Ideally, by directly receiving and fulfilling orders from consumers, car makers will have the flexibility to adjust production on the fly. This could mean that each car that rolls off the line is tailor-made to the customer’s specifications.

This would have been unimaginable even a decade ago, when pre-determined production plans dictated what, and how much, factories churned out. New technology-enhanced production models also have the extra benefit of bypassing complex — and costly — networks of distributors and dealers.

With smart manufacturing, consumers will be connected directly to producers, which helps save time and money,” said Gu. The scenario he envisages is part of a grand strategy Chinese authorities have put together to bolster the Made-in-China brand, which somehow remains stuck near the bottom of the global value chain.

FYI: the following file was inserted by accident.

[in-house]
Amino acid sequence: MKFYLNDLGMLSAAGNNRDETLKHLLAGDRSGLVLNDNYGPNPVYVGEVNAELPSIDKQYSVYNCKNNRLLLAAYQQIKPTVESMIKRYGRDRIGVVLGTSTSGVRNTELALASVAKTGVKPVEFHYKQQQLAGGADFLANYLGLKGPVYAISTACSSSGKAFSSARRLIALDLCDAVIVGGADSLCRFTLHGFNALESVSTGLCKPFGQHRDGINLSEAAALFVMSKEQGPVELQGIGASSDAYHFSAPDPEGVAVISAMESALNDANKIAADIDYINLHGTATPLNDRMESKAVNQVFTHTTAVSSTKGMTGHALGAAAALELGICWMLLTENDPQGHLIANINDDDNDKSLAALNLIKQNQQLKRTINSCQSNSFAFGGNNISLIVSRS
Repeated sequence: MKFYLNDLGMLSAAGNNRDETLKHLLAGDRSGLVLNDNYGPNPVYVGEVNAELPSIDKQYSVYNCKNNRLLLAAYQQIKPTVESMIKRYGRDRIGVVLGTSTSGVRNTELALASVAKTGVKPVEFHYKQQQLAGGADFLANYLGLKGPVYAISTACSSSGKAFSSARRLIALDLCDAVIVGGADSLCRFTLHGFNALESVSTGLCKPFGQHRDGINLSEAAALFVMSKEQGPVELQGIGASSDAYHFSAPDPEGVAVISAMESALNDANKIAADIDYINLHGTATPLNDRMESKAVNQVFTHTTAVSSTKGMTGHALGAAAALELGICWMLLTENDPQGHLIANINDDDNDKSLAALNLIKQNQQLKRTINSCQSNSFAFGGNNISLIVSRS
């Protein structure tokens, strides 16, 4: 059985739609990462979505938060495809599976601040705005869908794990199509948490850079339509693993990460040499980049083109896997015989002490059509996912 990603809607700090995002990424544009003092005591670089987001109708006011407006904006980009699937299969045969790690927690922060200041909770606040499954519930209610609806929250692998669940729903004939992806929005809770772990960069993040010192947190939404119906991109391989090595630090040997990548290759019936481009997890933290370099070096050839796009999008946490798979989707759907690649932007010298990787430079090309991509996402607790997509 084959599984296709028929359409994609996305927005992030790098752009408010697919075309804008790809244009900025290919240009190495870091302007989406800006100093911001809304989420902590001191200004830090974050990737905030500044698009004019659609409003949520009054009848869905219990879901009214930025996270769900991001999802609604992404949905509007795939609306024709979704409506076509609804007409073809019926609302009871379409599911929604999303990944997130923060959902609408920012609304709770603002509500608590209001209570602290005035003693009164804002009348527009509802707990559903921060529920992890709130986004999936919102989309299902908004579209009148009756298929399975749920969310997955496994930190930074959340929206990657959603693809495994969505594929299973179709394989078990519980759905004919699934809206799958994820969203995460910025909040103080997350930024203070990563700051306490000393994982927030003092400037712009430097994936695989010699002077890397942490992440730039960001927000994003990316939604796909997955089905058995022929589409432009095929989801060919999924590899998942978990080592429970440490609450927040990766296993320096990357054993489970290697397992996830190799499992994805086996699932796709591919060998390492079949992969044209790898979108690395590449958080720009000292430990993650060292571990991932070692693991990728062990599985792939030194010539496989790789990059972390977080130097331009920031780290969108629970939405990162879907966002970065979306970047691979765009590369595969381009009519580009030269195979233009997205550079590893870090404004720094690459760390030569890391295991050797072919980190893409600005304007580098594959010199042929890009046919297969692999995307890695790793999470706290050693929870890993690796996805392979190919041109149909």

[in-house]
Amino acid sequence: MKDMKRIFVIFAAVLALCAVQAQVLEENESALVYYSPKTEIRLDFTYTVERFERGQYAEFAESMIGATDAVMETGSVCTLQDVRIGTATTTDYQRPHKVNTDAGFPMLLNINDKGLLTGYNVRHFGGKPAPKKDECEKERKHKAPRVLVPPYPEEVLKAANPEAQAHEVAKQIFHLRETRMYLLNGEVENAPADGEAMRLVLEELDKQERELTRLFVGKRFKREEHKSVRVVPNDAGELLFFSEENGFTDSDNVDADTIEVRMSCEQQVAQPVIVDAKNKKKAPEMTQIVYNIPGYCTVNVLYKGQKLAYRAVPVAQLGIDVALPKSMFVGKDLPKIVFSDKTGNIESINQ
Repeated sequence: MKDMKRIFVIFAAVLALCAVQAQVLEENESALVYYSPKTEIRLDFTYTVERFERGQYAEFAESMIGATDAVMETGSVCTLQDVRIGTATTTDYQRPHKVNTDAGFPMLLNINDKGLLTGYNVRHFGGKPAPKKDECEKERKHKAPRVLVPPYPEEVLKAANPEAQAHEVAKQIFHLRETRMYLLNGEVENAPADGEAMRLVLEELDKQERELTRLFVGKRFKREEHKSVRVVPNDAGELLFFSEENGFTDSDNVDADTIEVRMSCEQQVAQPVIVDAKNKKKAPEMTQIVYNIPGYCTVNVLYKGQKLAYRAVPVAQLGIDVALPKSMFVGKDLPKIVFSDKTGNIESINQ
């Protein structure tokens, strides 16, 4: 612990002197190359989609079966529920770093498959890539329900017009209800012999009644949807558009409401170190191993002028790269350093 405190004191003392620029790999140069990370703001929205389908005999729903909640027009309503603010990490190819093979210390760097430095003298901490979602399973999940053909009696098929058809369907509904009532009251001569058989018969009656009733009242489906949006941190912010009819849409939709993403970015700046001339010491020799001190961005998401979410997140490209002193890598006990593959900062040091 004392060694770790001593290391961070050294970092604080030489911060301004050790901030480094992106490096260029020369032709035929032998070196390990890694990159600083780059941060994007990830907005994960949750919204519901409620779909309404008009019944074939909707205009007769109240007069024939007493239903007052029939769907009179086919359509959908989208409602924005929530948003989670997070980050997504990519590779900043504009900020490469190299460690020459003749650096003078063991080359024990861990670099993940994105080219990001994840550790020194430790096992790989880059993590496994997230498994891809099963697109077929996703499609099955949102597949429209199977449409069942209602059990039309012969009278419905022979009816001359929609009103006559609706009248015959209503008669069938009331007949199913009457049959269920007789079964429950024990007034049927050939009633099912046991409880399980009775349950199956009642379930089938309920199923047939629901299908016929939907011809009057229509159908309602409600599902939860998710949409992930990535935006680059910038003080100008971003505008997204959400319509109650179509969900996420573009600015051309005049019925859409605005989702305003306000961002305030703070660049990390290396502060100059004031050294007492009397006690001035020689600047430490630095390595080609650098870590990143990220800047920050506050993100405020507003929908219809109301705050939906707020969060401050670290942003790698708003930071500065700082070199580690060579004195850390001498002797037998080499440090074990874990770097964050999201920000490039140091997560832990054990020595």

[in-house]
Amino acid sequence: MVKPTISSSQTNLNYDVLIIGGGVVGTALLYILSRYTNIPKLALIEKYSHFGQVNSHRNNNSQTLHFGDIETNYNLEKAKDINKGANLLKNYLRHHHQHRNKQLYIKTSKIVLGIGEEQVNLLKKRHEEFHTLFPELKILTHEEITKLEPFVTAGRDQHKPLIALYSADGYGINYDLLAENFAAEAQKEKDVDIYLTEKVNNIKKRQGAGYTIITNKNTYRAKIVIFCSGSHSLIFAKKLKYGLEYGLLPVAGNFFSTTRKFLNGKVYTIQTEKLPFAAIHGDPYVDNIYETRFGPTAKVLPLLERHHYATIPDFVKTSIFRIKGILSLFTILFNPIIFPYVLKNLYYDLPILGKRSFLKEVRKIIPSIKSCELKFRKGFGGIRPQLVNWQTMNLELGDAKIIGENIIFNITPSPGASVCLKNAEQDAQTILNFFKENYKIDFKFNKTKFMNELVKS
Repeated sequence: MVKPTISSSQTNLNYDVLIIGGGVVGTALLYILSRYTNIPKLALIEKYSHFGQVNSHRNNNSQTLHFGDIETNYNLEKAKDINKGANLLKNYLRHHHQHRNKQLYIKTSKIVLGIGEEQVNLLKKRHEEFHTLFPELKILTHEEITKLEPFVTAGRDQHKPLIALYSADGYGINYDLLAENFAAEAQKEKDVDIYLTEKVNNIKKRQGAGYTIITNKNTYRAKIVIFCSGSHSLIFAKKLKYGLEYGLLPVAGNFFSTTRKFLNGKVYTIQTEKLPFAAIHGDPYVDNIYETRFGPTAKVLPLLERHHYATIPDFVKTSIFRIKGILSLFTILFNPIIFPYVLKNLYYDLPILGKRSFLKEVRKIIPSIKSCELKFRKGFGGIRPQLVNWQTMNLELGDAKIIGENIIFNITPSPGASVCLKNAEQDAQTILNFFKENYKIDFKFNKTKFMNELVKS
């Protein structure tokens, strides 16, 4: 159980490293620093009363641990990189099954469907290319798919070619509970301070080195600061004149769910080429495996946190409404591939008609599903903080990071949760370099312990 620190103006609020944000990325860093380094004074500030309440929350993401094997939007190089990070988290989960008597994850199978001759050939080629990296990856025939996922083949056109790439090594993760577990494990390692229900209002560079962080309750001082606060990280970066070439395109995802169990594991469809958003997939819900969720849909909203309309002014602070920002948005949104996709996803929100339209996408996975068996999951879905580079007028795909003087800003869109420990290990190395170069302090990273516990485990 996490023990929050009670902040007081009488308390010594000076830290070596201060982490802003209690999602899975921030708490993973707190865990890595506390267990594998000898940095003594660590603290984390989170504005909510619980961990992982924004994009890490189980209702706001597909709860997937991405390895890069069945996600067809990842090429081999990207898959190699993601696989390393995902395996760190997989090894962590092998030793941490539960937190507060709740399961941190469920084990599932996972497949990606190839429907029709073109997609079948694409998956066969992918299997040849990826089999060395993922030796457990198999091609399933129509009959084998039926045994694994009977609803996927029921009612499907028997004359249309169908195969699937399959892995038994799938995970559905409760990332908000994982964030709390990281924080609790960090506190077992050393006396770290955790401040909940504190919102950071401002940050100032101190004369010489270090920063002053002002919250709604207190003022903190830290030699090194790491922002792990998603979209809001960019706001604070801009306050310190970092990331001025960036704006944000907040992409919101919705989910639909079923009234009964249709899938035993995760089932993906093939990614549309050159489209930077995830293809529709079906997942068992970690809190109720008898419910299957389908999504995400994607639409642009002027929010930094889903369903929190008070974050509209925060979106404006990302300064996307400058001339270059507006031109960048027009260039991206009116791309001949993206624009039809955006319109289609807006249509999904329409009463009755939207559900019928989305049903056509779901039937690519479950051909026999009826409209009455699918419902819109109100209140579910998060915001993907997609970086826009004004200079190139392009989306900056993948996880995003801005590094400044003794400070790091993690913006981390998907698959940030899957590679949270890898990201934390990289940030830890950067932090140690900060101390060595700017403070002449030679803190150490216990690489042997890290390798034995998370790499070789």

Commonly referred to as Chinese-style Industry 4.0,” this strategy represents a continuation of the previous three phases of industrial revolution — known respectively as the age of steam, the age of electricity and the age of automation.

According to Gu, the biggest hallmark of Industry 4.0 — a concept said to have been first developed by the German government — is that everything will be smart.”

A slew of cutting-edge technologies — including cloud computing, the Internet of Things and big data — are central to realizing the ultimate goal of reducing human involvement in manufacturing through direct machine-to-machine communication.

Rising labor costs in China over recent years have been a key driver behind growing spending on research into robotics and artificial intelligence. According to Gu, replacement of unreliable” humans by robots in certain jobs is a broad trend that promises to bring about tangible benefits.